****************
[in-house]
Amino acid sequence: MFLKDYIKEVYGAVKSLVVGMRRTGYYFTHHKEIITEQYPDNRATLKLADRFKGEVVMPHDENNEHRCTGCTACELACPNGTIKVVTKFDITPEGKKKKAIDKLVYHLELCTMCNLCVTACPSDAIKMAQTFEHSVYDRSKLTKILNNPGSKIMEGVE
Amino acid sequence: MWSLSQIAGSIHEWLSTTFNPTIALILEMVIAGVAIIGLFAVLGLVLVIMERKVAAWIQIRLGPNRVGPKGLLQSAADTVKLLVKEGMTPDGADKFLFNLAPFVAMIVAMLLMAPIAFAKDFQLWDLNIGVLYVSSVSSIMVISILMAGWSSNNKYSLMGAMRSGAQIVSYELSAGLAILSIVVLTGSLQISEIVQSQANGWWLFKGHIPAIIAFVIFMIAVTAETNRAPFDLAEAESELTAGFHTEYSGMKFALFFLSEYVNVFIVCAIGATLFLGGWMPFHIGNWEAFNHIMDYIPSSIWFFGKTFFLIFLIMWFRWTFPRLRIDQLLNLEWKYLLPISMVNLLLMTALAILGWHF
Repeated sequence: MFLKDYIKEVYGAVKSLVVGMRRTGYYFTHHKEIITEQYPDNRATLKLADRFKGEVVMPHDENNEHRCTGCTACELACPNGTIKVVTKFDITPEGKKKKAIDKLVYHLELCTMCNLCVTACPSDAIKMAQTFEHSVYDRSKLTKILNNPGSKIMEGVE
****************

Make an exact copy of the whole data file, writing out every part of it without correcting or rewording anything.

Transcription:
[in-house]
Amino acid sequence: MFLKDYIKEVYGAVKSLVVGMRRTGYYFTHHKEIITEQYPDNRATLKLADRFKGEVVMPHDENNEHRCTGCTACELACPNGTIKVVTKFDITPEGKKKKAIDKLVYHLELCTMCNLCVTACPSDAIKMAQTFEHSVYDRSKLTKILNNPGSKIMEGVE
Amino acid sequence: MWSLSQIAGSIHEWLSTTFNPTIALILEMVIAGVAIIGLFAVLGLVLVIMERKVAAWIQIRLGPNRVGPKGLLQSAADTVKLLVKEGMTPDGADKFLFNLAPFVAMIVAMLLMAPIAFAKDFQLWDLNIGVLYVSSVSSIMVISILMAGWSSNNKYSLMGAMRSGAQIVSYELSAGLAILSIVVLTGSLQISEIVQSQANGWWLFKGHIPAIIAFVIFMIAVTAETNRAPFDLAEAESELTAGFHTEYSGMKFALFFLSEYVNVFIVCAIGATLFLGGWMPFHIGNWEAFNHIMDYIPSSIWFFGKTFFLIFLIMWFRWTFPRLRIDQLLNLEWKYLLPISMVNLLLMTALAILGWHF
Repeated sequence: MFLKDYIKEVYGAVKSLVVGMRRTGYYFTHHKEIITEQYPDNRATLKLADRFKGEVVMPHDENNEHRCTGCTACELACPNGTIKVVTKFDITPEGKKKKAIDKLVYHLELCTMCNLCVTACPSDAIKMAQTFEHSVYDRSKLTKILNNPGSKIMEGVE